Taken together, these developments suggested a new reckoning of realities that could lead to both UN and congressional support for war. The Bush Administration had come to accept the fact that war without at least some level of both international and domestic support was, if not unthinkable, at least undesirable. But as the French proposal made clear, international support was achievable—provided the U.S. government signed on to a last-gasp effort to force Iraq into compliance with UN resolutions. This procedural compromise, which rests on the reasonable assumption that Saddam will fail to comply with the last-gasp demand and will thereby, in effect, green-light his own destruction, will be coupled with a more refined legal, practical, and moral argument for war, the basis of which is suggested by the IISS report.
Bush made the new argument reasonably well in an address to the United Nations on September 12. Previously the Administration had suggested that Saddam's regime posed an immediate threat to American lives and that it was complicit in al Qaeda's efforts. The former may be true, but it is hard to prove. The evidence for the latter has eluded searchers. Now Bush instead stated that "our greatest fear is that terrorists will find a shortcut to their mad ambitions when an outlaw regime supplies them with the technologies to kill on a massive scale." Undeniable. And Iraq, Bush argued, was the "one regime" that was likely to do that. Saddam's regime has a history of using weapons of mass destruction in war, and had even used them against Iraqis. Because of this singular history, the UN had in 1991 forced Saddam to agree to a series of mandatory resolutions whereby he would renounce support for terrorism, destroy all stocks of weapons of mass destruction, and submit to unfettered UN inspections to ensure compliance. As Bush noted, actually understating the case, Iraq had broken all these promises, defied all these resolutions, and in general "unilaterally subverted" the commands of "the world's most important multilateral body." (A nice bit of reverse spin on "unilateral" and "multilateral" there.) And by the way, Bush noted, Iraq had also defied the will of the UN and broken the peace when, in 1993, it "attempted to assassinate the Emir of Kuwait and a former American President" (the latter also known as "my dad").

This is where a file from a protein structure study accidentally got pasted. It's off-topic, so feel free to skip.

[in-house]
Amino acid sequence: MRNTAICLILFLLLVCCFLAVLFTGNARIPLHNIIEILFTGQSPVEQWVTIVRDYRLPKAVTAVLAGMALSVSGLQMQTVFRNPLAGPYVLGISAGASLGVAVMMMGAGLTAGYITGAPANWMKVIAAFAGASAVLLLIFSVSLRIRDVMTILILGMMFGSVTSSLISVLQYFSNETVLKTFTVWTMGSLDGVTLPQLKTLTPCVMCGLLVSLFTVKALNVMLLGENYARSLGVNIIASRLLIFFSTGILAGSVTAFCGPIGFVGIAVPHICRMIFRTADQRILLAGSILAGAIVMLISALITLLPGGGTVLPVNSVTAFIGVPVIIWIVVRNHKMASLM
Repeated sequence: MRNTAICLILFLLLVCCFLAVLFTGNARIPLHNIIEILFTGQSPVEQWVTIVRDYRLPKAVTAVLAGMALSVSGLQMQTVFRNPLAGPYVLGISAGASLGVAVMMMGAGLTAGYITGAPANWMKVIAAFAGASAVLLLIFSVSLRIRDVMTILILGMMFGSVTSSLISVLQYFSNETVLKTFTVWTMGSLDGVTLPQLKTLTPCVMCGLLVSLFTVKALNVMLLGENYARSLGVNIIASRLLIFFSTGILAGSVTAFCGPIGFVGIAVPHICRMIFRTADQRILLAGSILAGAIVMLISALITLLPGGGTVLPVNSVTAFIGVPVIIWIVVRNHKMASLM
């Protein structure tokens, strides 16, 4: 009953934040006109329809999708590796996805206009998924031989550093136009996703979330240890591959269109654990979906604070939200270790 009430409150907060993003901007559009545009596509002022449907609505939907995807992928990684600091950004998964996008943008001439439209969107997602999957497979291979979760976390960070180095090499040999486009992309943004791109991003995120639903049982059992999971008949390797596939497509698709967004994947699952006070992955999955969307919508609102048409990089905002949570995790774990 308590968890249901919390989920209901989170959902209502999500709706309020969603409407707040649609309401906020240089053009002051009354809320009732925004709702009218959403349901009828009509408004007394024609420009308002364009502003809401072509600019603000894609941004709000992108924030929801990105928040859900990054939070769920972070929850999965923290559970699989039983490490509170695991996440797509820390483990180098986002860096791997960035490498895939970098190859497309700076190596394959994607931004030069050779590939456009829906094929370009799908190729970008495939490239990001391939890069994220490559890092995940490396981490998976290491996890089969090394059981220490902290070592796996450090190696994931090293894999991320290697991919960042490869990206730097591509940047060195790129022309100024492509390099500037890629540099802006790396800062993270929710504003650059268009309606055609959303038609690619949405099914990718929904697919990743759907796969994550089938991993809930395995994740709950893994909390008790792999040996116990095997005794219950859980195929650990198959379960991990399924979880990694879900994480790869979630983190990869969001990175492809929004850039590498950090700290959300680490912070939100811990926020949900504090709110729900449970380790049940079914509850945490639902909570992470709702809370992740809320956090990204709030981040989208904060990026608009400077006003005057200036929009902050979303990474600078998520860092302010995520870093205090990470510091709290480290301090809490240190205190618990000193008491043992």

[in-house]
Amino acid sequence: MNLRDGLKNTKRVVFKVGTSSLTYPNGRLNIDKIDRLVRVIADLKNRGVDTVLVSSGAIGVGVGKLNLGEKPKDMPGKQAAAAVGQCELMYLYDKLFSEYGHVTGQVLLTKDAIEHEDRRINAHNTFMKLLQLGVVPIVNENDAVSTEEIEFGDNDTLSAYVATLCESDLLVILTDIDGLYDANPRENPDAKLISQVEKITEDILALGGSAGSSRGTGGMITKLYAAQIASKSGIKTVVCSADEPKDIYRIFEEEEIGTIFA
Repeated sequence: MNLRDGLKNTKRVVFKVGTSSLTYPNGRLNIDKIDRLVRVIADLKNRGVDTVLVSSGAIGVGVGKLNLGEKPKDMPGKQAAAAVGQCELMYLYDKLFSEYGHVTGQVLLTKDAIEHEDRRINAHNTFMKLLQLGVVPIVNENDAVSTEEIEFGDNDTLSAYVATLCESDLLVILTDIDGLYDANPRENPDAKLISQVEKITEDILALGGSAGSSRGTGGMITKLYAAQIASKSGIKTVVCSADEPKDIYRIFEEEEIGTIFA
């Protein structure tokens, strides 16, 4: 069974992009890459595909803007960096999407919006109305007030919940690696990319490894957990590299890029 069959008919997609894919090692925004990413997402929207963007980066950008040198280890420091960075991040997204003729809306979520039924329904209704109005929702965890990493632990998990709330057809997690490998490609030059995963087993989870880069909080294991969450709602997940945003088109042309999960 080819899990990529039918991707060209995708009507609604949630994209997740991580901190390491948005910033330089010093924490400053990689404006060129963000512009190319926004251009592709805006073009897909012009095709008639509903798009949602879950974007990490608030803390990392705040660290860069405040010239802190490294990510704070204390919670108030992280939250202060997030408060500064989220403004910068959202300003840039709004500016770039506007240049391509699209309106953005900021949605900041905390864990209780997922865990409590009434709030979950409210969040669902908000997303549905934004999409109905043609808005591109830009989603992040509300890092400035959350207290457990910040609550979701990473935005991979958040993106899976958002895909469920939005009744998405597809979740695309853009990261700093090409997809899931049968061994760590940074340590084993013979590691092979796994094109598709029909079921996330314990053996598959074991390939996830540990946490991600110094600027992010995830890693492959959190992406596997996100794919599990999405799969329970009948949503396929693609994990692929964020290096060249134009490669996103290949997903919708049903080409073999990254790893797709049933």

"All the world now faces a test and the United Nations a difficult and defining moment," Bush said. "Are Security Council resolutions to be honored and enforced, or cast aside without consequence? Will the United Nations serve the purpose of its founding, or will it be irrelevant?" He summed up by agreeing to work with the UN on a new, last resolution to give Iraq a chance to come into compliance with the previous resolutions—which is all, actually, that the UN was asking for. If that fails (as Bush knows it must), the United States will go to war—with or without the blessing of the UN.
With this, the U.S. government closed the case on the essential question of war against Iraq: "Should we?" Yes, we should, and all together now, said the newly multilateralist President. One way or another, the debate ended on September 12, at least as far as practical politics is concerned.
What remained after "Should we?" was not "Will we win?"—that is as near to a given as one gets in war—but everything else. There will be a war, and there will be an American victory, and then there will be a postwar. Bush's father never gave his own postwar reality sufficient thought, and so unleashed the intolerable danger his son must now address (although the son is too observant of filial respect to say so). It is this—the postwar, the promise that this time we will think it through to the end—that the second President Bush must address, publicly, explicitly, convincingly. He made, and will win, the argument for war. He must make, and win, the case for a peace that can survive the week after the war.